Gender Studies

Egypt’s Reservations to the United Nations Convention on the Elimination of Discrimination Against Women and Women’s Rights in Egypt

“The object and use of lawyer’s language is twofold: partly to prevent information being conveyed to certain descriptions of persons, partly to cause such information to be conveyed to them as shall be false, or at any rate, fallacious: to secure habitual ignorance, or produce occasional misconception.” – Jeremy Bentham, Rationale of Judicial Evidence.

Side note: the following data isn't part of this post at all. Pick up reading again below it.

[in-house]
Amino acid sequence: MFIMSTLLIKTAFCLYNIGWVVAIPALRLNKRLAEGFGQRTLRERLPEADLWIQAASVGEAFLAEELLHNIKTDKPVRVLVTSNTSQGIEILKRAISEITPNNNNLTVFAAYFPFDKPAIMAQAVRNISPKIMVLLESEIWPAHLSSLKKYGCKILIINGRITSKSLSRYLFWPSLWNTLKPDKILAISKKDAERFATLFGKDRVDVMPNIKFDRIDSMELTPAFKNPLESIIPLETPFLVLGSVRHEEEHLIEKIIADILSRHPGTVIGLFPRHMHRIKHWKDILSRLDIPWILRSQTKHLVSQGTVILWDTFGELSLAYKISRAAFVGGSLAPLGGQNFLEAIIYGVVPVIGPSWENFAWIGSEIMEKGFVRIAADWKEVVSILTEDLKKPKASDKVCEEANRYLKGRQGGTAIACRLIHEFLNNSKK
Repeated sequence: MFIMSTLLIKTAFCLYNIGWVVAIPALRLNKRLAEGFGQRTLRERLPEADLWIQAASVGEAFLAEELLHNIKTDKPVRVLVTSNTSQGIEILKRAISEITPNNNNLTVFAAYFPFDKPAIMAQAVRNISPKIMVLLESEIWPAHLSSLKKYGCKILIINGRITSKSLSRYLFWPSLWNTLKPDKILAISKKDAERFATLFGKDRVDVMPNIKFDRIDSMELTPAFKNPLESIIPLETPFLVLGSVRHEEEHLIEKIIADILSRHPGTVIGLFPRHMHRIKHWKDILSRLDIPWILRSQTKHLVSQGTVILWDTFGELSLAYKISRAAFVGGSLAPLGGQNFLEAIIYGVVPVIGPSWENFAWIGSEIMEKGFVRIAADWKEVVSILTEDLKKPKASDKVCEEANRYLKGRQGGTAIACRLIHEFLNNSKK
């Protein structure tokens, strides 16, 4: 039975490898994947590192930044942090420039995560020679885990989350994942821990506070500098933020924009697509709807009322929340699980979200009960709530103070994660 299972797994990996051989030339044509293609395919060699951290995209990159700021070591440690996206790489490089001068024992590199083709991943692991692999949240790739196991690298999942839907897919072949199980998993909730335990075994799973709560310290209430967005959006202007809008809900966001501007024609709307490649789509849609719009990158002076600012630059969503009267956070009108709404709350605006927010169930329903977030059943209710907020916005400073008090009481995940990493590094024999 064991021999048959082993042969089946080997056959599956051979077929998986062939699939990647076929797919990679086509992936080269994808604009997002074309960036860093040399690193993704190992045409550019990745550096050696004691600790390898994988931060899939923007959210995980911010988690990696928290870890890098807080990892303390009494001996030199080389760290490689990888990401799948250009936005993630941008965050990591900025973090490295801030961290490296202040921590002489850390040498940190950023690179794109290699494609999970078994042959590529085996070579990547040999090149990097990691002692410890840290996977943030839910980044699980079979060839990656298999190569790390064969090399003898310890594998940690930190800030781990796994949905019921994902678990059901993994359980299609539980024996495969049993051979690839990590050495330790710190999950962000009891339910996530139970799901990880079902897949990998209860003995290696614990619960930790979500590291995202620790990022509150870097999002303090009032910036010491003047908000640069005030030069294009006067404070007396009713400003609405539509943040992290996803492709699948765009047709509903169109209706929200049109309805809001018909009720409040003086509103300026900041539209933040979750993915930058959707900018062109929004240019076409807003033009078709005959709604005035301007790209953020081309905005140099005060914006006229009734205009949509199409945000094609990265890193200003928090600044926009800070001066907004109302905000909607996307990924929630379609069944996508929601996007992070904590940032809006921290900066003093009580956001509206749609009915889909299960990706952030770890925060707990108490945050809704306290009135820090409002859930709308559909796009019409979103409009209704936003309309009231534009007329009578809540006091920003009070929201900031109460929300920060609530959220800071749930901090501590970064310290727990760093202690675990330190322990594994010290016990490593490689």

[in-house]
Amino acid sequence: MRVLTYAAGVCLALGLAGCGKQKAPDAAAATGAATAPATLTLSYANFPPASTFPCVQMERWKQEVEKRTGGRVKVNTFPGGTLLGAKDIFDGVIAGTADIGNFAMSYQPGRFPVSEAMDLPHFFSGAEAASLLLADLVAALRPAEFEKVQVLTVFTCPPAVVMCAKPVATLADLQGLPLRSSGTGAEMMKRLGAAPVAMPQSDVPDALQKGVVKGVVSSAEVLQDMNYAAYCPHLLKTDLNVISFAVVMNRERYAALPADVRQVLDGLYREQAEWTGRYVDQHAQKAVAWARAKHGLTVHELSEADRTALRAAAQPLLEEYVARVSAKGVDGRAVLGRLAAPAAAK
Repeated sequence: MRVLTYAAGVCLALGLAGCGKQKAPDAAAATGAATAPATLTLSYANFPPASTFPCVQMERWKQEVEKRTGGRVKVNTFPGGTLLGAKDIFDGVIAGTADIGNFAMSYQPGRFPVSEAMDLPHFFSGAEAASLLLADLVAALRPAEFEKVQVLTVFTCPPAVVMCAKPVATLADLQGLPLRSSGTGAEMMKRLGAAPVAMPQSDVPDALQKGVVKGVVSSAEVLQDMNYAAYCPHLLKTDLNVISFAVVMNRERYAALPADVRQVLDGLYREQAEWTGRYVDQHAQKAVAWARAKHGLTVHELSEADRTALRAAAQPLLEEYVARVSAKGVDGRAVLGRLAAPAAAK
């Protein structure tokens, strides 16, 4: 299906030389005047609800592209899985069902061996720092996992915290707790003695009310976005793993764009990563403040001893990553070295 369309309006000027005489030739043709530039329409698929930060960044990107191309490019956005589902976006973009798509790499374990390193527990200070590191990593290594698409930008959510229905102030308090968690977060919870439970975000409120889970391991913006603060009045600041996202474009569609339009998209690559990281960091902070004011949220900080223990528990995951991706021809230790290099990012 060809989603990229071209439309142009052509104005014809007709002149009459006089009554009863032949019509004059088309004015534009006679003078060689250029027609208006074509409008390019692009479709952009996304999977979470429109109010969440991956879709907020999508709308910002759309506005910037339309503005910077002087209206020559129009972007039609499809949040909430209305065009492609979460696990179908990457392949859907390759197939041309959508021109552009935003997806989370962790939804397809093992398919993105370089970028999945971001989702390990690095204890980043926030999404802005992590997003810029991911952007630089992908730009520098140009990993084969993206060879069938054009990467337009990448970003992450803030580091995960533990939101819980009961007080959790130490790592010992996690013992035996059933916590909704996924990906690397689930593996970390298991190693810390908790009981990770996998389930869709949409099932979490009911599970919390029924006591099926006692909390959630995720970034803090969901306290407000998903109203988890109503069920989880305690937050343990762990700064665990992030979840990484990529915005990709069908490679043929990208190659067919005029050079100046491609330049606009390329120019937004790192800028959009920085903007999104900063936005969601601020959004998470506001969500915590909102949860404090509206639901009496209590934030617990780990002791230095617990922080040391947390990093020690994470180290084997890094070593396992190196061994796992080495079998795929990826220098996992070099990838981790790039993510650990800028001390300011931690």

This paper addresses the role that the Convention on the Elimination of Discrimination Against Women (CEDAW) can play to improve women’s conditions and secure their rights in Egypt, in light of that country’s religious-based reservations to the UN convention and its recent constitutional amendment making the Shari`ah its principle source of legislation. Specifically, it addresses Egypt’s reservations to Article 16, which concerns the eradication of discrimination against women in cases of divorce, as this area has been the focus of recent legislative reform. The paper is limited to Egypt, because it is the leading Muslim state in providing women’s rights in the area of family law.

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